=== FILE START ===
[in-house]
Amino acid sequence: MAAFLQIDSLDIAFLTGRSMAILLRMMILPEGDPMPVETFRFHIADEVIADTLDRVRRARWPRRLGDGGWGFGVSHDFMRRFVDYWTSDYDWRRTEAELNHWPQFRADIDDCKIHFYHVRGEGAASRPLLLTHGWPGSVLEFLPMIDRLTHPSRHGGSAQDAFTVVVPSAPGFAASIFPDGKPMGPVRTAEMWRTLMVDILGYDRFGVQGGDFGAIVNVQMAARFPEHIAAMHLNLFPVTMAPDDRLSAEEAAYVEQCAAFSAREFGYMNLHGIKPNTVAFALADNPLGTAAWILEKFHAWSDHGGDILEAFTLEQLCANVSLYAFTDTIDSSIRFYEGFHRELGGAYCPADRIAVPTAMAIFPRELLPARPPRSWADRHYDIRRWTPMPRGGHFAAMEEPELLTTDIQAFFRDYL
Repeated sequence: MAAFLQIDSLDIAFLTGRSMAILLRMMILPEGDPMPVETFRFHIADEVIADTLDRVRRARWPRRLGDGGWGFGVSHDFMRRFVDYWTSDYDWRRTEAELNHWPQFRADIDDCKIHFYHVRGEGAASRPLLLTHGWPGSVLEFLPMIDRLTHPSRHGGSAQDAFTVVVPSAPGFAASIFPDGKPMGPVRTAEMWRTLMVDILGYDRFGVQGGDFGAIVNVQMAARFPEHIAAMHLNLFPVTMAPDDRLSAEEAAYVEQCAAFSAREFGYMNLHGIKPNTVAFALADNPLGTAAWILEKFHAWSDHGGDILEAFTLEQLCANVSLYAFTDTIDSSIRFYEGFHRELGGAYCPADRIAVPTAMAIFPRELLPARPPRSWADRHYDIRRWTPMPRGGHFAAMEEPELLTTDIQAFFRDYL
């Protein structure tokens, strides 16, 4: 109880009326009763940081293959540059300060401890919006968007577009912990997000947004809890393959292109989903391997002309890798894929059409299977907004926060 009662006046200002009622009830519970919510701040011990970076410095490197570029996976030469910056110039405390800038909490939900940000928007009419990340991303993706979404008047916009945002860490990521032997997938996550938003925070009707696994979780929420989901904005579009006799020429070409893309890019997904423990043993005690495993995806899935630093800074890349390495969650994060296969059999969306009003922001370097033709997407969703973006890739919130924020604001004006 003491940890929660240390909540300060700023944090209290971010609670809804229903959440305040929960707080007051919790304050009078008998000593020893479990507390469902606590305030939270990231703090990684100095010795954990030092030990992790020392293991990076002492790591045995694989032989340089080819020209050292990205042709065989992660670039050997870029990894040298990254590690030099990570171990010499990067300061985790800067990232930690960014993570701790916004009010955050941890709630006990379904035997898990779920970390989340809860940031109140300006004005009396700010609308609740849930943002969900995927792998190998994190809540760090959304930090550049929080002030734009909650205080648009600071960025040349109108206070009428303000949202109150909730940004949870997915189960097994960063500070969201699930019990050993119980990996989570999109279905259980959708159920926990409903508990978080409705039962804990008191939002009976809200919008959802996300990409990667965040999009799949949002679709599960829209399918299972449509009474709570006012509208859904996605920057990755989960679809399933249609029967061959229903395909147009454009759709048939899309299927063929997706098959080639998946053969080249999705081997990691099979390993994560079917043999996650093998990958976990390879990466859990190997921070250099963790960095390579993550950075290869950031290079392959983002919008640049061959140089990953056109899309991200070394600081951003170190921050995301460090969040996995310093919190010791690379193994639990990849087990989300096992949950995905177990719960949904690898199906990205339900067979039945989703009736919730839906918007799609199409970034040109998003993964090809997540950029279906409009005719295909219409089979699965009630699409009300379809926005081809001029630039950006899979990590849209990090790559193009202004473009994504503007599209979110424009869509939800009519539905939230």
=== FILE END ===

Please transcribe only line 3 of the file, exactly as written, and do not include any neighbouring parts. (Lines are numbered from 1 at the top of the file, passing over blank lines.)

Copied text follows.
Repeated sequence: MAAFLQIDSLDIAFLTGRSMAILLRMMILPEGDPMPVETFRFHIADEVIADTLDRVRRARWPRRLGDGGWGFGVSHDFMRRFVDYWTSDYDWRRTEAELNHWPQFRADIDDCKIHFYHVRGEGAASRPLLLTHGWPGSVLEFLPMIDRLTHPSRHGGSAQDAFTVVVPSAPGFAASIFPDGKPMGPVRTAEMWRTLMVDILGYDRFGVQGGDFGAIVNVQMAARFPEHIAAMHLNLFPVTMAPDDRLSAEEAAYVEQCAAFSAREFGYMNLHGIKPNTVAFALADNPLGTAAWILEKFHAWSDHGGDILEAFTLEQLCANVSLYAFTDTIDSSIRFYEGFHRELGGAYCPADRIAVPTAMAIFPRELLPARPPRSWADRHYDIRRWTPMPRGGHFAAMEEPELLTTDIQAFFRDYL